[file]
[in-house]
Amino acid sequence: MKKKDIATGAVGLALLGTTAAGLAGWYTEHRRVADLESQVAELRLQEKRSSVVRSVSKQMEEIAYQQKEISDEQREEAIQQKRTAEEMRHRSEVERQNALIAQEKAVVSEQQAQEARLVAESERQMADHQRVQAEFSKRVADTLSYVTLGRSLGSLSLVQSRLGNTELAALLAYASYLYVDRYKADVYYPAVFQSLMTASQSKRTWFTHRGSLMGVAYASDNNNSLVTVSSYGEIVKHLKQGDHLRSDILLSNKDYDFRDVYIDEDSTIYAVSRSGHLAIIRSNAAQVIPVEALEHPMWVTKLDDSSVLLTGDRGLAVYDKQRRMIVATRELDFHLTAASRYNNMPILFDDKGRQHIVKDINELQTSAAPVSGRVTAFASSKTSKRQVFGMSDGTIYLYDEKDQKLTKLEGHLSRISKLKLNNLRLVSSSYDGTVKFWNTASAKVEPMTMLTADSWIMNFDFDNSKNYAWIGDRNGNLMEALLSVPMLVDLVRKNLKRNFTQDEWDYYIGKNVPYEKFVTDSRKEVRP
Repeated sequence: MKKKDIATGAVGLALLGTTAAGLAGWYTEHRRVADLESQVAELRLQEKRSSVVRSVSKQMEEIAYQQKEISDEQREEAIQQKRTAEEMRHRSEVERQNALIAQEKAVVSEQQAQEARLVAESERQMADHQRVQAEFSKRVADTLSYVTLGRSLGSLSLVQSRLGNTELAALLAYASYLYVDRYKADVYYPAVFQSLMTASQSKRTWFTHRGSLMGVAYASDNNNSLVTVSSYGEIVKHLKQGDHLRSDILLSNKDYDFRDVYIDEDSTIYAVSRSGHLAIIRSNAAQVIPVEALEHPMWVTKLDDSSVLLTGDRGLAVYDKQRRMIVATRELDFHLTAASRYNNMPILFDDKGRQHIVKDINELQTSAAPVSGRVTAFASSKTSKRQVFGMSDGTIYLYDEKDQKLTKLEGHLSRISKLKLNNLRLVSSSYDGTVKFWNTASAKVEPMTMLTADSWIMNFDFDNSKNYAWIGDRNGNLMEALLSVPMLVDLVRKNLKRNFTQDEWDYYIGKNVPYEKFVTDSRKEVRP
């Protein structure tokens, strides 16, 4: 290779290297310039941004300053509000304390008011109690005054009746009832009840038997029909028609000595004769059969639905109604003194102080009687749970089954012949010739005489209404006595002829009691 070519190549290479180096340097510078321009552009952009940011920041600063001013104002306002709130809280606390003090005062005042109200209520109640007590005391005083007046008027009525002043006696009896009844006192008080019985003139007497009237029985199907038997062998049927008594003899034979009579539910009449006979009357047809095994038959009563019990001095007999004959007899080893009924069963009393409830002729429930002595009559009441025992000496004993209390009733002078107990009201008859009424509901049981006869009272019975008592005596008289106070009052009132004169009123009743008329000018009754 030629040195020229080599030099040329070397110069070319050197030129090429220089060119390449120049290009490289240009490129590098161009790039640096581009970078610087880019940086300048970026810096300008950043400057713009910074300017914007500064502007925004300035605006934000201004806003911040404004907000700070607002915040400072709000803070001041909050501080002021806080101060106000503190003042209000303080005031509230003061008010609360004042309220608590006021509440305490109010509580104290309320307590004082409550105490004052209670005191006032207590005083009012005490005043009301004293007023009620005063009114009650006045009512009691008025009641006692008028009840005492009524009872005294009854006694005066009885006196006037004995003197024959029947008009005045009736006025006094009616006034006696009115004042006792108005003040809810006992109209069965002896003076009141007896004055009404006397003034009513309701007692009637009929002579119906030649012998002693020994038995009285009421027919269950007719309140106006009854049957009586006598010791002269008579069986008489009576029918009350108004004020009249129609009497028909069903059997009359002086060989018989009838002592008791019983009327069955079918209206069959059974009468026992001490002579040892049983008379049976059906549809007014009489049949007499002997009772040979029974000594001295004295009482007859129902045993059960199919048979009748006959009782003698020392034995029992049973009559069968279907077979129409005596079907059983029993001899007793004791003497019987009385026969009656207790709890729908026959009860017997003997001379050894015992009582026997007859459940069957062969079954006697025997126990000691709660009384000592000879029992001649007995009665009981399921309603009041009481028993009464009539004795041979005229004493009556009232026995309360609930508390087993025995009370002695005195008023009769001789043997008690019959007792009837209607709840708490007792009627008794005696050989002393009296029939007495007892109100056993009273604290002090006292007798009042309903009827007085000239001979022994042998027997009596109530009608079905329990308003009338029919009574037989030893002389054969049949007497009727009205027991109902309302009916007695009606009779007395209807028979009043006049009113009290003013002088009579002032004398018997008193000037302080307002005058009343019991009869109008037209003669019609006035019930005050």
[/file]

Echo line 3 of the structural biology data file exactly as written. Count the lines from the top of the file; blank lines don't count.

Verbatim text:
Repeated sequence: MKKKDIATGAVGLALLGTTAAGLAGWYTEHRRVADLESQVAELRLQEKRSSVVRSVSKQMEEIAYQQKEISDEQREEAIQQKRTAEEMRHRSEVERQNALIAQEKAVVSEQQAQEARLVAESERQMADHQRVQAEFSKRVADTLSYVTLGRSLGSLSLVQSRLGNTELAALLAYASYLYVDRYKADVYYPAVFQSLMTASQSKRTWFTHRGSLMGVAYASDNNNSLVTVSSYGEIVKHLKQGDHLRSDILLSNKDYDFRDVYIDEDSTIYAVSRSGHLAIIRSNAAQVIPVEALEHPMWVTKLDDSSVLLTGDRGLAVYDKQRRMIVATRELDFHLTAASRYNNMPILFDDKGRQHIVKDINELQTSAAPVSGRVTAFASSKTSKRQVFGMSDGTIYLYDEKDQKLTKLEGHLSRISKLKLNNLRLVSSSYDGTVKFWNTASAKVEPMTMLTADSWIMNFDFDNSKNYAWIGDRNGNLMEALLSVPMLVDLVRKNLKRNFTQDEWDYYIGKNVPYEKFVTDSRKEVRP